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What If: The Washington Nationals had kept Jordan Zimmermann and never signed Max Scherzer?

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It’s “What If” week at the SB Nation’s sites, so we decided to see what would have happened if Max Scherzer never signed with the Nationals...

Milwaukee Brewers v Washington Nationals Photo by G Fiume/Getty Images

More than anything else, the Washington Nationals can credit most of their success since 2012 to starting pitching. With all due respect to Stephen Strasburg and his stellar 2019 postseason, it’s clear that the leader of the staff since his arrival via free agency in 2015 is Max Scherzer.

Signing the right-hander might have been the smartest decision Mike Rizzo ever made as the Nats’ general manager. Scherzer won back-to-back Cy Young awards in 2016 and 2017, rewriting the franchise’s pitching record books and tying a major league record with a 20-strikeout game, as he spurred the Nats on to the postseason each year. The past two seasons have been just as dominant.

But before Scherzer, the Nats had another ace, Jordan Zimmermann. Drafted with the 67th overall pick in the 2007 draft, the right-hander was compensation for losing Alfonso Soriano in free agency. Zimmermann won the hearts of Nats fans by putting together a streak of stellar seasons from 2012-2014, culminating with the Nationals’ first no-hitter on Sept. 28, 2014. He became a star after coming back strong in 2010 from Tommy John surgery the year before, setting the template for treatment of Strasburg after he had the procedure 2011.

Heading into Zimmermann’s dominant 14-5, 2.68 ERA 2014 season, his impending free agency was a big issue for Nats fans, columnists and radio sports hosts, who all clamored for the home team to keep its homegrown star.

So let’s climb into the DeLorean and set the time circuits for January 2015, for a look at the alternate timeline, where Rizzo made what might have been the worst move of his career in keeping Zimmermann after missing out on Scherzer...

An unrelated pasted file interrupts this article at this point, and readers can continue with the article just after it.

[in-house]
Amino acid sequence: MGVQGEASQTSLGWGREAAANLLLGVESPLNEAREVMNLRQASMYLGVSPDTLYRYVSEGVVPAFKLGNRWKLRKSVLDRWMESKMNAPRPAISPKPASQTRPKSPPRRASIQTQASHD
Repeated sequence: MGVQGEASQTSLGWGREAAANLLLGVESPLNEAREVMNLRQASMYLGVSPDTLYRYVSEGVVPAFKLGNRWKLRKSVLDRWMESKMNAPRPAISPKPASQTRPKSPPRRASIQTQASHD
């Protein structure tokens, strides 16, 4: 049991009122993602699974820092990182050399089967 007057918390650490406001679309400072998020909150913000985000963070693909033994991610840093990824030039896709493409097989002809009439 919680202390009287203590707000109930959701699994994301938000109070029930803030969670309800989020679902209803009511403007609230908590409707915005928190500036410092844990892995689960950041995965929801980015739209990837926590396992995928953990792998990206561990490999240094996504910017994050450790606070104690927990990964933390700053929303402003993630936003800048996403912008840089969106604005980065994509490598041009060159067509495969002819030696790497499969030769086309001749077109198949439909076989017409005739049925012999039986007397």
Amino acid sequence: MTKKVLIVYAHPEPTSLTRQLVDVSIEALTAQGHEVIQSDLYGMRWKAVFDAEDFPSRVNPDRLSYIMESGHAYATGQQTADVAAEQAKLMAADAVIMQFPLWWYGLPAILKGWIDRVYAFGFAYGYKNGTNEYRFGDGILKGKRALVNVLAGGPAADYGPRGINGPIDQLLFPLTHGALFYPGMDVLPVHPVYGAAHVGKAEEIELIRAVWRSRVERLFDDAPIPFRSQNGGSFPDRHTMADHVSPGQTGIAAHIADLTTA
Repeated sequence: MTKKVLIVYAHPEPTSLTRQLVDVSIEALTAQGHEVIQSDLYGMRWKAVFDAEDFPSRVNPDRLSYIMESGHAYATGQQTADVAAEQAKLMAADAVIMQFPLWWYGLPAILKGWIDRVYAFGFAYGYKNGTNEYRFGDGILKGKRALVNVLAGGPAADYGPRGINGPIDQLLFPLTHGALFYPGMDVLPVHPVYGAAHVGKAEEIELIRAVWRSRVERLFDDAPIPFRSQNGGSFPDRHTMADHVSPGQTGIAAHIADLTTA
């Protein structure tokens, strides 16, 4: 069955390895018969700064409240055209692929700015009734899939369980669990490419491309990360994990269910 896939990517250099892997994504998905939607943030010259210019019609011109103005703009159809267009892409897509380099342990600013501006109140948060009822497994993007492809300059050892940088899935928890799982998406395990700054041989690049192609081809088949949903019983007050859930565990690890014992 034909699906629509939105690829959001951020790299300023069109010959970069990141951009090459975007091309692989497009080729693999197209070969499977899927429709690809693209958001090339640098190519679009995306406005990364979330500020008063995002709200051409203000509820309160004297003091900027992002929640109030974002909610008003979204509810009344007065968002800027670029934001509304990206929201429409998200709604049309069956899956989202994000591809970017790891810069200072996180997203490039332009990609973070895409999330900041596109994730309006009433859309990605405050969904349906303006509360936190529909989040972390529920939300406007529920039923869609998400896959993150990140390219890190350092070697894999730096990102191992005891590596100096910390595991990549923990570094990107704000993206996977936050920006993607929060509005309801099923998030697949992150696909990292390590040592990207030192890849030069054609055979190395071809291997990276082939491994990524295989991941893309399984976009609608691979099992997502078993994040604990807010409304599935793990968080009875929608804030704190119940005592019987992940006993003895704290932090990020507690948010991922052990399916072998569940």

After the Nats bowed out of the postseason for the second time in three years, fans beseeched Rizzo in the offseason not to let Zimmermann get away. But few were aware that the Nats were in secret negotiations with uber-agent Scott Boras to sign Scherzer. The negotiations were complicated however, and on Jan. 10, 2015, the “mystery team” in the talks (there’s ALWAYS a “mystery team”), the New York Mets, stunned the baseball world by snagging Scherzer for $270 million over six years, one year and $50 million more than the Nats were willing to spend.

With just six weeks remaining until spring training, Rizzo was forced to admit that his ace Zimmermann was really Plan B all along, but he delighted the Nats faithful and rewarded Zimmermann with a five-year, $130 million extension, seemingly keeping him through the 2019 season. Rizzo spent the extra money he would have paid Scherzer to sign World Series hero Pablo Sandoval to a five-year, $90 million deal to play third base, shifting Anthony Rendon to second. Little did Rizzo know that those moves would ensure that the Nats would never see the postseason again before he and manager Dusty Baker were swept away in a housecleaning 50 games into the 2019 season.

The decline started almost immediately. Zimmermann remained the ace of the staff, going 13-10 with a 3.75 ERA and 164 strikeouts, and Tanner Roark continued to pitch well as a starter, winning a dozen games and leading the team in innings pitched. But the rest of the pitching staff underwhelmed, there was no established closer, and the offense was nowhere to be found. Sandoval was injured most of the season and out of shape when he could play.